Seattle’s one of those cities which you somehow feel its friendliness genuinely coming through to you. I know it isn’t exactly fair to judge a book by its cover, but the first train ride I got on from Seattle airport made me like Seattle already. The kind of place that you could possibly feel at home, even as a visitor.
On the first day I was here I stumbled upon this restaurant at Pike Place that serves insanely fresh seafood and looked over the pier. I liked the place so much that I went back for dinner on the second day (merit of staying near Pike Market) to grab another dose of fresh food. Seriously deprived of such tasty stuff. Anyway, on the second visit I got exclusive customer service cos I was their last customer of the day and the boss (presumably) came by when I was done to ask me how was the dining experience. Old guy, ah-gong sort of age, been running the place for eons. He was asking me that if I were to compare, would I choose New York or Seattle. And I found no hesitation at all to say Seattle.
I kinda understand why people move here, it’s one of those places that gives you the homey vibe. You feel safe walking down the streets and people greet you with the kind of sincerity that comes from within. It was fun just standing and watching the guys throw fish at Pike Place Market. I don’t know for sure if they really enjoy their job or if it’s an act for all we know, but it’s really quite admirable that people lead their lives with such zest. And I guess it would be tough to put on an act every day; even acting every day ought to get some of that positiveness rubbed into you. That’s the difference between the US and back home. I envy that people actually enjoy what they do everyday on their job. It’s like the holy grail in Singapore (and many parts of Asia).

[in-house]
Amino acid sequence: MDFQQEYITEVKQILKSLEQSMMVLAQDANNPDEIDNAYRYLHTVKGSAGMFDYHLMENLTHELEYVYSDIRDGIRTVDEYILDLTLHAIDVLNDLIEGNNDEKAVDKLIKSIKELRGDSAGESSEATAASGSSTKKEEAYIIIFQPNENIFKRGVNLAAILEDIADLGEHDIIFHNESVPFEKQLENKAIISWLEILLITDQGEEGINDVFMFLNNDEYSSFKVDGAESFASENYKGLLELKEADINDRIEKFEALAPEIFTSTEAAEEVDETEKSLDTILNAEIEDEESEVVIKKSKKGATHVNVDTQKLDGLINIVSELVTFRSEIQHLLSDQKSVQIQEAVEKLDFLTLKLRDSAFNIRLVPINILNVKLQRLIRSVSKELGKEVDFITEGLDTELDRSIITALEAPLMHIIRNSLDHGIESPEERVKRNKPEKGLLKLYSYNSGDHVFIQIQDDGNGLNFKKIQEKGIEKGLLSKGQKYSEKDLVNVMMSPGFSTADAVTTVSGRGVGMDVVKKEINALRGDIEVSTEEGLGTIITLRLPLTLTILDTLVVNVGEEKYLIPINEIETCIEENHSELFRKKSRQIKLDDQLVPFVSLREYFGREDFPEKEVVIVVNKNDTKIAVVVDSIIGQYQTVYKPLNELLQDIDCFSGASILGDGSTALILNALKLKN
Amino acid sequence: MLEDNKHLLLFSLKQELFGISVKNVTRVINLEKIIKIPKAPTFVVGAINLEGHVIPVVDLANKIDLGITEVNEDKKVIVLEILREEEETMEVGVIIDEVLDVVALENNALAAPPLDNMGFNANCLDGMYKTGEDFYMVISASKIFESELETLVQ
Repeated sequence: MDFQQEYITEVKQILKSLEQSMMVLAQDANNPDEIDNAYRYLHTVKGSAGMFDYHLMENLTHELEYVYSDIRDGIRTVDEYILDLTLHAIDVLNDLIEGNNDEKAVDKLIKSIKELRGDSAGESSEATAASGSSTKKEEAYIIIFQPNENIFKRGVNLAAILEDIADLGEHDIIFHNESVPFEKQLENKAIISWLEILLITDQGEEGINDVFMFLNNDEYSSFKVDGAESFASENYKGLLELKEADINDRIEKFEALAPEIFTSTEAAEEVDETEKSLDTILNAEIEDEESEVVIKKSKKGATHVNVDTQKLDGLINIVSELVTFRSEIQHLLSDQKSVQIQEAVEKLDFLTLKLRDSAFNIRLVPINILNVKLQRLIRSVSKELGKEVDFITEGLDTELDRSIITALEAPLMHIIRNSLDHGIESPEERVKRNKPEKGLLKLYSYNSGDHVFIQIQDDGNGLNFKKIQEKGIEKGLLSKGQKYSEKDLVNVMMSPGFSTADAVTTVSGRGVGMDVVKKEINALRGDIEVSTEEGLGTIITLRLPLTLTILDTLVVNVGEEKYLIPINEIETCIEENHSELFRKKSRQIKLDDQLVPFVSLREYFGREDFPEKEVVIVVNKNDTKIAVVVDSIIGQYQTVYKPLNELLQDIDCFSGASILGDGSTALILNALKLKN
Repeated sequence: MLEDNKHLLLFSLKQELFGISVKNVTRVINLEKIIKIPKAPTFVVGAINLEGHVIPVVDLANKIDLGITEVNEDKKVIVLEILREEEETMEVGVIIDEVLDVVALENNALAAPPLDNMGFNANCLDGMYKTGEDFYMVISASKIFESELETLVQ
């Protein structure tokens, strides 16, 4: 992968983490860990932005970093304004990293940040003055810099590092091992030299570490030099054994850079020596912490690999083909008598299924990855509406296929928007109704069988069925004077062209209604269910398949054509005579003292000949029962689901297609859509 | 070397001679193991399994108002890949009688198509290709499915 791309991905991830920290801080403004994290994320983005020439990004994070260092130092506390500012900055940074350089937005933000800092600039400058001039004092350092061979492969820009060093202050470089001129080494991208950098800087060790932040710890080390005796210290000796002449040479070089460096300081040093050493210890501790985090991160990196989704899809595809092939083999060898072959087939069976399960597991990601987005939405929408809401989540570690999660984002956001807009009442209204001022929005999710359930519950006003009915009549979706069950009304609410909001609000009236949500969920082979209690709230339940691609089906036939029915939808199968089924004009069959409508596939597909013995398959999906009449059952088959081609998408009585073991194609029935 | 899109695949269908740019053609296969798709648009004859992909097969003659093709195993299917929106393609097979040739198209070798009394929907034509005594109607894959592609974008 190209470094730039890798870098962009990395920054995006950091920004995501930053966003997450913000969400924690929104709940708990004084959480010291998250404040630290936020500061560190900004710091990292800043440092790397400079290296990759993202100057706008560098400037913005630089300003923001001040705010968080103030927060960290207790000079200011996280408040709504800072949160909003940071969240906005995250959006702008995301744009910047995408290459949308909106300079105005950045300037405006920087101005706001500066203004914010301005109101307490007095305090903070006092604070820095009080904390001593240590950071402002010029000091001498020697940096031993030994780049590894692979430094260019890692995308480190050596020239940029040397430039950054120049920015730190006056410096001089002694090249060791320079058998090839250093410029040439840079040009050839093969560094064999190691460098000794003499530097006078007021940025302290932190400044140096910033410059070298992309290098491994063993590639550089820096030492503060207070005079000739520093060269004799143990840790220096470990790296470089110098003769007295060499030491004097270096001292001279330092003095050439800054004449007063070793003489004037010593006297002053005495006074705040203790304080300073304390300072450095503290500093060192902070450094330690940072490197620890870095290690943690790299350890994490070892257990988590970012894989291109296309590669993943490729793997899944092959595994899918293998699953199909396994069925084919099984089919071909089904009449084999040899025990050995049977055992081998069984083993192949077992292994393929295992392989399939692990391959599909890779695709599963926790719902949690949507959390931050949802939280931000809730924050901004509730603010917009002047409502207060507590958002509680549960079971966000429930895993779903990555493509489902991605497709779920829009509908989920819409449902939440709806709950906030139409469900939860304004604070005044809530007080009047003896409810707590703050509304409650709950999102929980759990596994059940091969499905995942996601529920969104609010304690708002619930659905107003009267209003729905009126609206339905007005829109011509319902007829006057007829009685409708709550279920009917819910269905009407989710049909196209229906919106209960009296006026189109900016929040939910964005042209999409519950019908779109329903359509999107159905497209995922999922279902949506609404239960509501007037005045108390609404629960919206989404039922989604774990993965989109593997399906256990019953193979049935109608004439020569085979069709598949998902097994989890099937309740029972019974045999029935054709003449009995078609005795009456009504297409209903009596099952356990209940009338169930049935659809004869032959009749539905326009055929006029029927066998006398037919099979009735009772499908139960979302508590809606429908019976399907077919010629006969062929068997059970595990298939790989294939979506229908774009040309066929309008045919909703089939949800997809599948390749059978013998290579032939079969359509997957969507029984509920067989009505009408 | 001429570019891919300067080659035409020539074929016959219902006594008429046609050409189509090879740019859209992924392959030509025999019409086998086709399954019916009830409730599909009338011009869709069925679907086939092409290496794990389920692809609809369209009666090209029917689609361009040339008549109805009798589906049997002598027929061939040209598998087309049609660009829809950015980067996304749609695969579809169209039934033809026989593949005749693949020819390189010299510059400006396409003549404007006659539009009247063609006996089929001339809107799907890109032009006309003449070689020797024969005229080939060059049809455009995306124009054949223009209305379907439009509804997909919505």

The transport system here is awesome. Their light rail trains are like miniature Singapore MRTs, plus a lot more stylish. Saw one today entirely covered with colored ads, like it’s been candy wrapped. For a US city, you’ll really appreciate that you can actually get accessible transportation that takes you to most places. Well maintained and not the sluggish kind (think Pittsburgh). Bravo, really.
There’s seriously a huge number of homeless people in the US. I think if you were to put them all together in one place, you’d probably have enough to form a country on its own. Typically they camp around the suburbs and out-of-town regions, but oddly in Seattle you see them mostly downtown. And that’s because of the free-ride region in downtown area which you can basically hop on any public transport for free. Who says free lunches don’t exist?
I think I will miss Seattle. It’s a lot more cheery than I thought and I seriously think that its gloomy reputation doesn’t do this city justice. Hopefully, this won’t be my first and last time here.